Nanotechnology Now

Our NanoNews Digest Sponsors

Heifer International

Wikipedia Affiliate Button

Home > News > http://www.separationsnow.com/coi/cda/detail.cda?id=16683&type=Feature&chId=2&page=1

July 16th, 2007

http://www.separationsnow.com/coi/cda/detail.cda?id=16683&type=Feature&chId=2&page=1

Abstract:
The ability to separate single molecules by electrophoresis is fast becoming a reality, following the latest work by Swedish and French chemists into the transport mechanisms that hold sway in tiny lipid nanotubes. By monitoring the migration of different size nanoparticles at different electric potentials, the chemists discovered that these mechanisms are heavily dependent on the interaction between the solid nanoparticles and the soft nanotube walls.

In 2005, a team of chemists from Chalmers University of Technology, Göteborg, and the Institut Curie, Paris, including Björn Åkerman from Chalmers, showed that they could separate individual DNA strands in a lipid nanotube with a radius of only 150nm. To produce this nanotube, the chemists developed a technique in which they first create a fluid-filled unilamellar liposome (essentially a bubble of fat with a single bilayer membrane). Next, they insert two electrodes into opposite sides of the liposome and then withdraw one of the electrodes, pulling out a 125μm-long lipid nanotube.

Source:
separationsnow.com

Bookmark:
Delicious Digg Newsvine Google Yahoo Reddit Magnoliacom Furl Facebook

Related News Press

Nanotubes/Buckyballs/Fullerenes

Boron atoms stretch out, gain new powers: Rice University simulations demonstrate 1-D material's stiffness, electrical versatility January 26th, 2017

New stem cell technique shows promise for bone repair January 25th, 2017

Captured on video: DNA nanotubes build a bridge between 2 molecular posts: Research may lead to new lines of direct communication with cells January 9th, 2017

Nano-chimneys can cool circuits: Rice University scientists calculate tweaks to graphene would form phonon-friendly cones January 4th, 2017

Discoveries

Atomic force imaging used to study nematodes: KFU bionanotechnology lab (head - Dr. Rawil Fakhrullin) has obtained 3-D images of nematodes' cuticles February 23rd, 2017

Molecular phenomenon discovered by advanced NMR facility: Cutting edge technology has shown a molecule self-assembling into different forms when passing between solution state to solid state, and back again - a curious phenomenon in science - says research by the University of Wa February 22nd, 2017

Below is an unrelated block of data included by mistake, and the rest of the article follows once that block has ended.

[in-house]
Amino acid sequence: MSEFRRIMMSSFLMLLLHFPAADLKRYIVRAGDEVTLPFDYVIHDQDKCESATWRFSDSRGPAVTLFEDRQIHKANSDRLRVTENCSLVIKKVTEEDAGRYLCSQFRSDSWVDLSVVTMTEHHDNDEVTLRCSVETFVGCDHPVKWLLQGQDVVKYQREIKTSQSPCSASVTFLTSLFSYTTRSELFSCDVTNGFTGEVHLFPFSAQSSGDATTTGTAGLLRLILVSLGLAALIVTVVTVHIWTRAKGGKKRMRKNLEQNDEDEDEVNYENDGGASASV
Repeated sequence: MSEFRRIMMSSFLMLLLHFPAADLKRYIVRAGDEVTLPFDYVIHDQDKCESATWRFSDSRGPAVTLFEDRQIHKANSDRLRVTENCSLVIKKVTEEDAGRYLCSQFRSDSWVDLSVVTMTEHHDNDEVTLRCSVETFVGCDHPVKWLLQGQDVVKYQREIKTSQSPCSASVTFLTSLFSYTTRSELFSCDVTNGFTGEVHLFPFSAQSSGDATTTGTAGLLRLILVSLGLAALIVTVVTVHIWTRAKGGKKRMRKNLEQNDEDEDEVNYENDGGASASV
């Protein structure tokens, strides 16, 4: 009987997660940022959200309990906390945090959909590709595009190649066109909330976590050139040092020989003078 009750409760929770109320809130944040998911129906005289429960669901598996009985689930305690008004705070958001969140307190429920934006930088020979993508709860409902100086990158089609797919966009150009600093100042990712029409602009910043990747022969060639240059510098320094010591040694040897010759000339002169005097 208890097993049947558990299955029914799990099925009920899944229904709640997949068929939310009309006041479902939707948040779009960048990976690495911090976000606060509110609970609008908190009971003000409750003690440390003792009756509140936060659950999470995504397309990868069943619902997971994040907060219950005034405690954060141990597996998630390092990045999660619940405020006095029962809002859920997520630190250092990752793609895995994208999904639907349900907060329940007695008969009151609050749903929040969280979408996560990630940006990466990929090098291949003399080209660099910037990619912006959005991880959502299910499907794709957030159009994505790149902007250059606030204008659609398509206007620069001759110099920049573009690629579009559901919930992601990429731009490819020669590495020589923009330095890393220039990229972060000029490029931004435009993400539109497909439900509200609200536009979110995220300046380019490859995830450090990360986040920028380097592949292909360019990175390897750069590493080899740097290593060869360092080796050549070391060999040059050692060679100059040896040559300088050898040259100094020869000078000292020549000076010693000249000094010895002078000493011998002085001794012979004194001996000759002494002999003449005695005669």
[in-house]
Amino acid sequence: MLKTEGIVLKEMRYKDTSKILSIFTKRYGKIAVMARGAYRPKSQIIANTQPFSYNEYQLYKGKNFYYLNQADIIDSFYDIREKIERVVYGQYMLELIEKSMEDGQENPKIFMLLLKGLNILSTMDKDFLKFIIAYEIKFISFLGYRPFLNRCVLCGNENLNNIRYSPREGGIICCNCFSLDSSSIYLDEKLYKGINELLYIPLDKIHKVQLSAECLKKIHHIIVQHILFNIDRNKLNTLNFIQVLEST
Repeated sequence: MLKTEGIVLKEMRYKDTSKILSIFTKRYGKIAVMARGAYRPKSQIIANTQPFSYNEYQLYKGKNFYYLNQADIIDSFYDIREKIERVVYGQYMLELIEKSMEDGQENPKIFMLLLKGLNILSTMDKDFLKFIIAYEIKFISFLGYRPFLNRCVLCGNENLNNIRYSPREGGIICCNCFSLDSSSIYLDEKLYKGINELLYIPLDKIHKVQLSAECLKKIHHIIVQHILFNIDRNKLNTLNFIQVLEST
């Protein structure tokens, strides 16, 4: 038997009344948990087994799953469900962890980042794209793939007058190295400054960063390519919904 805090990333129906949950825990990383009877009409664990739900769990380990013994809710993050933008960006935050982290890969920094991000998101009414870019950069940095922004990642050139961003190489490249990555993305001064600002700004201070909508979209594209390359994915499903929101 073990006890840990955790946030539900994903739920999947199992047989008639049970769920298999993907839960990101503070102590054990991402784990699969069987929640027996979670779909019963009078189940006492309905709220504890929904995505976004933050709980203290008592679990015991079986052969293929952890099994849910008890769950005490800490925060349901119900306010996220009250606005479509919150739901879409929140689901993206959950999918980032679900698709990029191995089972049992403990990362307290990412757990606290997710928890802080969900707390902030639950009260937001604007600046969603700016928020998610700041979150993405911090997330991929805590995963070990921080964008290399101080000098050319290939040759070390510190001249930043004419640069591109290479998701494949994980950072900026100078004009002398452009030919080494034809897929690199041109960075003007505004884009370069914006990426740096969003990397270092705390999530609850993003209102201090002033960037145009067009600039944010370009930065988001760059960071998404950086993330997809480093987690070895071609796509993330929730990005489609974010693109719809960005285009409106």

Tiny nanoclusters could solve big problems for lithium-ion batteries February 21st, 2017

Breakthrough with a chain of gold atoms: In the field of nanoscience, an international team of physicists with participants from Konstanz has achieved a breakthrough in understanding heat transport February 20th, 2017

Announcements

Atomic force imaging used to study nematodes: KFU bionanotechnology lab (head - Dr. Rawil Fakhrullin) has obtained 3-D images of nematodes' cuticles February 23rd, 2017

Particle Works creates range of high performance quantum dots February 23rd, 2017

GLOBALFOUNDRIES Announces Availability of 45nm RF SOI to Advance 5G Mobile Communications: Optimized RF features deliver high-performance solutions for mmWave beam forming applications in 5G smartphones and base stations February 22nd, 2017

EmTech Asia breaks new barriers with potential applications of space exploration with NASA and MIT February 22nd, 2017

NanoNews-Digest
The latest news from around the world, FREE



  Premium Products
NanoNews-Custom
Only the news you want to read!
 Learn More
NanoTech-Transfer
University Technology Transfer & Patents
 Learn More
NanoStrategies
Full-service, expert consulting
 Learn More











ASP
Nanotechnology Now Featured Books




NNN

The Hunger Project